Magazine leader - October 2013

From the Vicar

I always dreamt of being a scientist. At one point I had ambitions to go into medicine, but then I got excited over the possibilities of doing forensic science. What I ended up doing was working in the London wine trade, until a sense of calling made me offer myself for ordination. The selectors said ‘yes’ and I embarked on a ministry that has brought me to be your vicar here in Broadstone. My degrees are in theology and, week by week, I wrestle with the scriptures as I prepare sermons. We need to steep ourselves in scripture, to so enter the world of Jesus that we can hear him speaking to us in our own time. They say that faith is caught and not taught, which is to say that learning the scriptures is never enough. Rather it is the case that scripture is a tool by which we encounter the living Christ and, through him, enter into a relationship with God which changes and transforms our lives. It is not so much about knowledge as about an affair of the heart. It is about so immersing ourselves in God’s revelation of Life that the penny drops. Then we see for ourselves what had always been true. God reaches out to each of us and evokes a response which leads us to discover what it really means to live a fully human life. The dynamics of this encounter must be in the present moment of our lives. It is about the depth of living we engage in now, rather than hopes of what the future might bring. Yet to live in a relationship with the living God is to know that, for all eternity, we are held in the hands of the God who transcends all time.

I still love science. I read New Scientist every week and I love science programmes on the TV. Yet some of the deepest things in life can only be expressed in terms of poetry. For example, it is possible to describe in scientific terms just what happens to us when we fall in love, but only poetry can do justice to what is means to love. I am sad when people pick up something like the story of creation, in Genesis, and either reject it as non-scientific, or try to promote it instead of science. The creation story from the first chapter of Genesis dates from sometime in the Stone Age. It is a primitive story and has all the hallmarks of being poetry. It is profoundly beautiful and it ought to help us to reflect on the creative power of God and the interdependence of all creation. There ought not to be any conflict between entering the world of such scriptures and having a proper understanding of science. We are part of a world which is always in the process of creative change and as human beings we have evolved over millions of years. I was fortunate to have had a teacher for A-level biology who was an acknowledged expert in the field of genetics. I am fascinated by the way in which genetics can now be used to unravel the evolutionary tree. I also find myself in awe at the new ideas that are being opened up in science, particularly in the field of particle physics. There are whole new worlds of perspective to be discovered, particularly as scientists try to combine both relativity and quantum theory. I hope to live long enough to see such a breakthrough and indeed to hear of the discovery of life on other planets.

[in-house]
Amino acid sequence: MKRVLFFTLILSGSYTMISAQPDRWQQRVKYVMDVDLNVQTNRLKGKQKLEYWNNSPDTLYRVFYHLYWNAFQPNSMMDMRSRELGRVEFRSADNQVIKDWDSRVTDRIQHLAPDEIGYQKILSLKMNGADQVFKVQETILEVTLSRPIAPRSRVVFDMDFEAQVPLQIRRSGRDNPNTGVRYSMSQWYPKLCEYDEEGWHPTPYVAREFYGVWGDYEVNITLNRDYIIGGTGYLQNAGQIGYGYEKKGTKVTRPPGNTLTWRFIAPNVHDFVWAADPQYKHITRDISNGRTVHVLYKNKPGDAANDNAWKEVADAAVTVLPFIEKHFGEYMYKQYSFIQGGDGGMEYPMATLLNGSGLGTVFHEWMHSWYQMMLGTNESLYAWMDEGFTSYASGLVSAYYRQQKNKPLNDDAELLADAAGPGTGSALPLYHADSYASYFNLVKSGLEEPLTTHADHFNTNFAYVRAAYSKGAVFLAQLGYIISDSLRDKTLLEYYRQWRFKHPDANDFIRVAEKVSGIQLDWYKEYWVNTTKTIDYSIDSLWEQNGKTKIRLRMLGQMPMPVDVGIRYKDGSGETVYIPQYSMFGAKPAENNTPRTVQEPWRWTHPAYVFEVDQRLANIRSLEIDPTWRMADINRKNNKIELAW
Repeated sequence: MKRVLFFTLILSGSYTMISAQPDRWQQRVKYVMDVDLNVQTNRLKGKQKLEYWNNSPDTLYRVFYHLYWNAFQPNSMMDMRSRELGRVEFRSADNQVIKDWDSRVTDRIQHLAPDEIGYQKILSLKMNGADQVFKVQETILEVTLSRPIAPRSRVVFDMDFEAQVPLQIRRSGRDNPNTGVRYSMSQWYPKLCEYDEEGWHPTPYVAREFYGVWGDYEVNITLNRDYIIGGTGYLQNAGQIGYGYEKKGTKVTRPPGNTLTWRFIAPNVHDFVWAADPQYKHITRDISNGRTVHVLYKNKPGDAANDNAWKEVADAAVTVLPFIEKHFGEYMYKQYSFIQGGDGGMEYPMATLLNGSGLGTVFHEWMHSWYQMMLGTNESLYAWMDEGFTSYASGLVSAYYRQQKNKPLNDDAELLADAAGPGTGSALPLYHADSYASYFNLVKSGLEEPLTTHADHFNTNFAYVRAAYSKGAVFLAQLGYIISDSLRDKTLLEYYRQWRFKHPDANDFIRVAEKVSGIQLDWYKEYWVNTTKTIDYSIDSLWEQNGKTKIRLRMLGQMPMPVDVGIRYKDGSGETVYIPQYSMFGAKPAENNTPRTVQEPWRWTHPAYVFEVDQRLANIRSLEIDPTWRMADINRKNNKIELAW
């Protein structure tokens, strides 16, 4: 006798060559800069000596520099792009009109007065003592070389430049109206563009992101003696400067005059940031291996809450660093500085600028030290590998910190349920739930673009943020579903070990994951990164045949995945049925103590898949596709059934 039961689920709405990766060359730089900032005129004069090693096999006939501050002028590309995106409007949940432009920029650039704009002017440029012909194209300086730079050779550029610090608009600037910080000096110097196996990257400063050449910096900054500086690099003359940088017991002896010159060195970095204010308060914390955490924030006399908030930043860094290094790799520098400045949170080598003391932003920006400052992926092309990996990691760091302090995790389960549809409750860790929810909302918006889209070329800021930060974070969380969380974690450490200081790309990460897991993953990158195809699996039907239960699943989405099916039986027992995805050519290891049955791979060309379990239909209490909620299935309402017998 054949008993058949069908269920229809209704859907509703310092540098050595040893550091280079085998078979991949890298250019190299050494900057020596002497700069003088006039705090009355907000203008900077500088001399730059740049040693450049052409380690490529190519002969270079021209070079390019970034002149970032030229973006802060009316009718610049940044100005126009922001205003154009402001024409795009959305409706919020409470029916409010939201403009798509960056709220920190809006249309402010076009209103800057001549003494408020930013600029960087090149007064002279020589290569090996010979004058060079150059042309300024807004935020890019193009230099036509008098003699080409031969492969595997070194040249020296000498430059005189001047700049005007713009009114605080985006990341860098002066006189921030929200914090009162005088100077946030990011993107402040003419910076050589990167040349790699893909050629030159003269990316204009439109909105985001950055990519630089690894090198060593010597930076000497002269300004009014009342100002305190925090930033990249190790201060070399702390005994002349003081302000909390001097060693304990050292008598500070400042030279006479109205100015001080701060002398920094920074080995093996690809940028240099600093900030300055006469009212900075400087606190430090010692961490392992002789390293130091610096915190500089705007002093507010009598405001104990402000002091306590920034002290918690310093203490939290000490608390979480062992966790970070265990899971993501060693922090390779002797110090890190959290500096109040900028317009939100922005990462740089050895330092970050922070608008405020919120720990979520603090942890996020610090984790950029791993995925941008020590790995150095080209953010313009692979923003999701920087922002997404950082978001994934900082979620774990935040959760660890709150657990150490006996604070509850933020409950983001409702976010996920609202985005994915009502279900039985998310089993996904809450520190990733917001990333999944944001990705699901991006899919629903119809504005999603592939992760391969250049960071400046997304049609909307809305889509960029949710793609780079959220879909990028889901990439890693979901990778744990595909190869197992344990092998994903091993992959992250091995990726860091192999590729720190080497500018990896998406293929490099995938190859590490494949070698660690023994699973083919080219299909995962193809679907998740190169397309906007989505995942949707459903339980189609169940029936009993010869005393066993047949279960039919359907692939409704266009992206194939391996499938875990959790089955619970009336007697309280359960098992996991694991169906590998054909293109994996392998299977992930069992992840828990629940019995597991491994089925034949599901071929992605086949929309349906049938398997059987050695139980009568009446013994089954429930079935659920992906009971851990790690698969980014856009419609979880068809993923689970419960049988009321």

It is a special joy to be living in a place where we have our own scientific genius. Alfred Russel Wallace is buried in our local cemetery. Alongside Charles Darwin, he independently worked out that evolution is driven by natural selection and the survival of the fittest. He died on 7th November 1913, which means that the centenary of his death is upon us. I am glad to say that this will be marked by some local events, including one at St John’s. Look out for the advertisements from the Arts Development department of our Local Authority. If you have never done so, visiting Wallace’s grave is well worth doing. An idea which changed human thinking was born here and we ought to be inspired by men like Wallace and Darwin, who were prepared to challenge received wisdom and open wider the door of human understanding.

Nigel LLoyd

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